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Providing information, education, and training to build knowledge, develop skills, and change attitudes that will lead to increased independence, productivity, self determination, integration and inclusion (IPSII) for people with developmental disabilities and their families.

Government Sets Aside Funds For "Income-Generating" Projects
By Dave Reynolds, Inclusion Daily Express
May 3, 2004

HARARE, ZIMBABWE--Citing the increase in recent years of people with disabilities in Zimbabwe, Resident Minister for Harare Cde Witness Mangwende said the country needs to increase opportunities for them to fully participate in the economy and social life.

In a statement read to a National Disability Board workshop last week, Cde Mangwende announced that the government would spend $4.8 billion this year for the country's 1.3 million people that have disabilities. Of that, $300 million would be targeted to assist them in starting "income-generating" projects, the Herald reported.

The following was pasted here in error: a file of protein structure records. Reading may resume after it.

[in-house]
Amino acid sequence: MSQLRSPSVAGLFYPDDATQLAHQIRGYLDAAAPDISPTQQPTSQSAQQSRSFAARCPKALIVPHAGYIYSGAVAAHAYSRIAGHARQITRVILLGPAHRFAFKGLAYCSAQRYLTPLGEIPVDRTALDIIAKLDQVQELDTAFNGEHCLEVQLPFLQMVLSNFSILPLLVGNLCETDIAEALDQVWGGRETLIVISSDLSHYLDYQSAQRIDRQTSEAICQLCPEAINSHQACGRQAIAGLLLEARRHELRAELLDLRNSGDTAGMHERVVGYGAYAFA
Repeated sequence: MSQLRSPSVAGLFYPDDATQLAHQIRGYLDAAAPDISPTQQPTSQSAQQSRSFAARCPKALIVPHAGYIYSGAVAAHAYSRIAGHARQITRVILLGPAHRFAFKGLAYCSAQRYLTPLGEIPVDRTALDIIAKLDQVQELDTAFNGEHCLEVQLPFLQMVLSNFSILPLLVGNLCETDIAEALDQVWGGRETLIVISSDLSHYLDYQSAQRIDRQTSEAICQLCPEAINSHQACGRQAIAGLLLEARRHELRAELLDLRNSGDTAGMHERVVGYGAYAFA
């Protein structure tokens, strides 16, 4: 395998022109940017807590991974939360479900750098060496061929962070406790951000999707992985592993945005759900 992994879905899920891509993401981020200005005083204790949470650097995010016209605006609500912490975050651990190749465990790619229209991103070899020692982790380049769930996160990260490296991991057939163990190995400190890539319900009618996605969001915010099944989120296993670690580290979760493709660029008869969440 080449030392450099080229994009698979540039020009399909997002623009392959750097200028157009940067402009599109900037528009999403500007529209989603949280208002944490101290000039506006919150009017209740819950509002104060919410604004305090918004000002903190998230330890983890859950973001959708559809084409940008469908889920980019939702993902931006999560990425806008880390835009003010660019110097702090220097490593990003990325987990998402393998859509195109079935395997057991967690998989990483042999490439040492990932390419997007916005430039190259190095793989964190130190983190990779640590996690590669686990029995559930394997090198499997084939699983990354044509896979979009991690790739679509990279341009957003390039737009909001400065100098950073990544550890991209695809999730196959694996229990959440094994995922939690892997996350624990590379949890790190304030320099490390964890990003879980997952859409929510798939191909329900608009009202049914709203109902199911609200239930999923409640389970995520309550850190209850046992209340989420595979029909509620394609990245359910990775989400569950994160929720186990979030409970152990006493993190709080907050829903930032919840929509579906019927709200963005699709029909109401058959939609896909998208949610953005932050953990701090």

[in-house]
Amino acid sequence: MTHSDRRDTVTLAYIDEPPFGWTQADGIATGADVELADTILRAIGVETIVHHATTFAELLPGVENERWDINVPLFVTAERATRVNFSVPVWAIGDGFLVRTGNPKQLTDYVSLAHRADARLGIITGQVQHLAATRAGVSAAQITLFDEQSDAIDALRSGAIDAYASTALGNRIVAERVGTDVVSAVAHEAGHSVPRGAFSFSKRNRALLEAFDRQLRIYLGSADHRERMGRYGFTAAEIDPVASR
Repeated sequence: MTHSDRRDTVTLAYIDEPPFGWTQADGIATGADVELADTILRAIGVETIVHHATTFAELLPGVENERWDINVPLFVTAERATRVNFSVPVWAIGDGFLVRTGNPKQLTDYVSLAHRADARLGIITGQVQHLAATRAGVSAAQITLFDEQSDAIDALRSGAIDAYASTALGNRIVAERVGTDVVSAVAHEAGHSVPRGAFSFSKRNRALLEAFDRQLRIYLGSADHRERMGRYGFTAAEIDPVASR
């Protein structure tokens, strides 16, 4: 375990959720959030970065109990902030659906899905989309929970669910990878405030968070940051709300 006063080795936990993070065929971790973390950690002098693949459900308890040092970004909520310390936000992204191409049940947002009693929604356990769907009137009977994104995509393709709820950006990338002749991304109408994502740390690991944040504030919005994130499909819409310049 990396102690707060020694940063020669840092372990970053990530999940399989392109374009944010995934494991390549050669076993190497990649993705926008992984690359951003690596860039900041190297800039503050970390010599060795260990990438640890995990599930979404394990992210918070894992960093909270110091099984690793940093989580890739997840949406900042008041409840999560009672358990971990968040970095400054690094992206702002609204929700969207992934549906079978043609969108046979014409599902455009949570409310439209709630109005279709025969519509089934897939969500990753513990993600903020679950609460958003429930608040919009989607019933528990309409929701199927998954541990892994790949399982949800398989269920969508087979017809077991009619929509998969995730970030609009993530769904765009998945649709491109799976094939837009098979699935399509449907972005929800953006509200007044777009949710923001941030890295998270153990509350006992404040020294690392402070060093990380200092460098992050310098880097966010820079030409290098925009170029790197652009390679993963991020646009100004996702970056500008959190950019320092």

"Zimbabwe needs to move from the welfare approach to a sustainable one where the disabled are not given mere handouts, but are actively encouraged to participate in the mainstream economy by accessing funds for self-help projects," he said.

Cde Mangwende said that Zimbabwe's population with disabilities "should not be viewed as a minority, but an important and quite a large group who have the right to be included in any developmental activities at national level and should contribute to the progress of the country."

This requires making sure that they have access to education and employment, he explained.

"Because of cultural practices and other discriminatory factors, the majority of the disabled have had little or no access to education, resulting in them being excluded in important matters to do with the economy that determine their future. This means that most of them will again be left behind when the national cake is being distributed because they will be unable to take advantage of the opportunities that have presented themselves."

The increase in the numbers of people with disabilities in Zimbabwe has been attributed to aging, violence and the HIV/AIDS epidemic.


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